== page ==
Dysfunction on the board has caused VanMeveren to attend meetings for the past several months virtually, but when she does, she is forbidden to participate in executive sessions and her audio is often cut off by Webb while she is speaking, an allegation backed by Schildknecht and an area fire chief who testified Wednesday.

First on the stand for the plaintiff case was Steven Shaumeyer, a consultant hired by Western Cass to conduct a study of the district’s condition. He released his report earlier this year, and “my conclusion was that they currently are not able to provide competent and consistent fire protection,” he said.

“The first step to having an effective fire department is having effective leadership. You would expect a department with the budget Western Cass has to be able to provide an adequate level of protection.”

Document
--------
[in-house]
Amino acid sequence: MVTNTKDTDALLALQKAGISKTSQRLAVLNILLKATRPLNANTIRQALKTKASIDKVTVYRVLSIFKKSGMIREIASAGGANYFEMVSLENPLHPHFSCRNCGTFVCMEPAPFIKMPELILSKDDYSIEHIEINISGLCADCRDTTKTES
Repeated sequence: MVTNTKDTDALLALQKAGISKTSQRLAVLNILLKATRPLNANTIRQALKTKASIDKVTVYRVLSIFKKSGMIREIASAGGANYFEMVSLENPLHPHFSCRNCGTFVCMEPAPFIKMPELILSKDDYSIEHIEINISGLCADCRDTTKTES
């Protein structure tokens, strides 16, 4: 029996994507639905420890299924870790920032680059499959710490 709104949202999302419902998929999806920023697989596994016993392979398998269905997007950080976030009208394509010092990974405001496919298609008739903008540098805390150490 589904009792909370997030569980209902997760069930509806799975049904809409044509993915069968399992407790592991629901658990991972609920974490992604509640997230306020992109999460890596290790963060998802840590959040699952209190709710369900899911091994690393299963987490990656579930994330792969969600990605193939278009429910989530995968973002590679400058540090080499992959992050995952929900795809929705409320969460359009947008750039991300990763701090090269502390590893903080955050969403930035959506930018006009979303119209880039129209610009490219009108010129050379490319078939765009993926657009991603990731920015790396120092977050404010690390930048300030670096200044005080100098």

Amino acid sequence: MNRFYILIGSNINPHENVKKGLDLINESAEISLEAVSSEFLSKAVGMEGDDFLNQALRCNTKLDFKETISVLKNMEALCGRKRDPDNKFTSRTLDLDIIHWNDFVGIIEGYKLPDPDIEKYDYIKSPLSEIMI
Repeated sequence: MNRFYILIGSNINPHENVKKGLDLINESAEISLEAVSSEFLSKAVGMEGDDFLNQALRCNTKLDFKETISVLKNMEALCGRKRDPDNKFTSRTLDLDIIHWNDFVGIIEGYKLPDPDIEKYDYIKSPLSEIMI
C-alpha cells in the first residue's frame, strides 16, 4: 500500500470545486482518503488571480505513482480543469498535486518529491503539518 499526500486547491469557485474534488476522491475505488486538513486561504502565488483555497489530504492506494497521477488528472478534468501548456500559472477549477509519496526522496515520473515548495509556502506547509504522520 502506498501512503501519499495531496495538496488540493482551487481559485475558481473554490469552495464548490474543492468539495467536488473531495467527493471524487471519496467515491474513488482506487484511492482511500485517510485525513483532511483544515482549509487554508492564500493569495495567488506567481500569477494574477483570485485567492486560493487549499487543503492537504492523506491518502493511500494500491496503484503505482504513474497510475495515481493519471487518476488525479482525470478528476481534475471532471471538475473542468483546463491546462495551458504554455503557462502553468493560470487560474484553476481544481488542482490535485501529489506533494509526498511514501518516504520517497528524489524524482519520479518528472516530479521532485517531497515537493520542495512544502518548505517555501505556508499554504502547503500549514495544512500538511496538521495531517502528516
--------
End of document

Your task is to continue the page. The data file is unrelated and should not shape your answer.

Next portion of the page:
He said the department’s current chief spent his career working for Honeywell before retirement and neither he nor any of the small group of volunteers onboard have National Fire Protection Association certifications of Firefighter I and Firefighter II, which the state requires.

Mount Pleasant Fire Protection District Chief Gerald Wisdom testified that a truck arriving from Western Cass at this point is nothing more than a “truckful of spectators.”

Thursday’s testimony from Webb was evasive and confusing during questioning by Layton.

He claimed not to know why or how decisions such as how to determine which seats would be up for election this April, or how the decision was made to reimburse him personally for security cameras was made.